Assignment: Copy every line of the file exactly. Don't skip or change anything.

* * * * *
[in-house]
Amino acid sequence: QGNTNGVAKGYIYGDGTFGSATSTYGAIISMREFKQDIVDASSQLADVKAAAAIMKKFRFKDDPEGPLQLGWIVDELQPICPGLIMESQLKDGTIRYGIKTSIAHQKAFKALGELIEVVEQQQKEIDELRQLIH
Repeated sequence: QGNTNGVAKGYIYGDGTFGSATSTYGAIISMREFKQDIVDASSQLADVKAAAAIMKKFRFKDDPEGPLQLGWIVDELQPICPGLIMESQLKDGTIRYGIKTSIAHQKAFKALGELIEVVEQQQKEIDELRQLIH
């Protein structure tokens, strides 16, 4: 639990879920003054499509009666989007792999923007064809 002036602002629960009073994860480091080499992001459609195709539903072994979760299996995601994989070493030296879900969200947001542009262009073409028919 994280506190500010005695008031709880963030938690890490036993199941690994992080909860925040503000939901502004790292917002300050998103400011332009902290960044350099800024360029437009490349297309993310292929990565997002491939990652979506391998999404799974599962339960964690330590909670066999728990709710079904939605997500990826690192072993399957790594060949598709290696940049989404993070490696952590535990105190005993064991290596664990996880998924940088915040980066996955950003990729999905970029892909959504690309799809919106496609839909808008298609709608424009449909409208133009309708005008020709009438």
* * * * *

[in-house]
Amino acid sequence: QGNTNGVAKGYIYGDGTFGSATSTYGAIISMREFKQDIVDASSQLADVKAAAAIMKKFRFKDDPEGPLQLGWIVDELQPICPGLIMESQLKDGTIRYGIKTSIAHQKAFKALGELIEVVEQQQKEIDELRQLIH
Repeated sequence: QGNTNGVAKGYIYGDGTFGSATSTYGAIISMREFKQDIVDASSQLADVKAAAAIMKKFRFKDDPEGPLQLGWIVDELQPICPGLIMESQLKDGTIRYGIKTSIAHQKAFKALGELIEVVEQQQKEIDELRQLIH
């Protein structure tokens, strides 16, 4: 639990879920003054499509009666989007792999923007064809 002036602002629960009073994860480091080499992001459609195709539903072994979760299996995601994989070493030296879900969200947001542009262009073409028919 994280506190500010005695008031709880963030938690890490036993199941690994992080909860925040503000939901502004790292917002300050998103400011332009902290960044350099800024360029437009490349297309993310292929990565997002491939990652979506391998999404799974599962339960964690330590909670066999728990709710079904939605997500990826690192072993399957790594060949598709290696940049989404993070490696952590535990105190005993064991290596664990996880998924940088915040980066996955950003990729999905970029892909959504690309799809919106496609839909808008298609709608424009449909409208133009309708005008020709009438």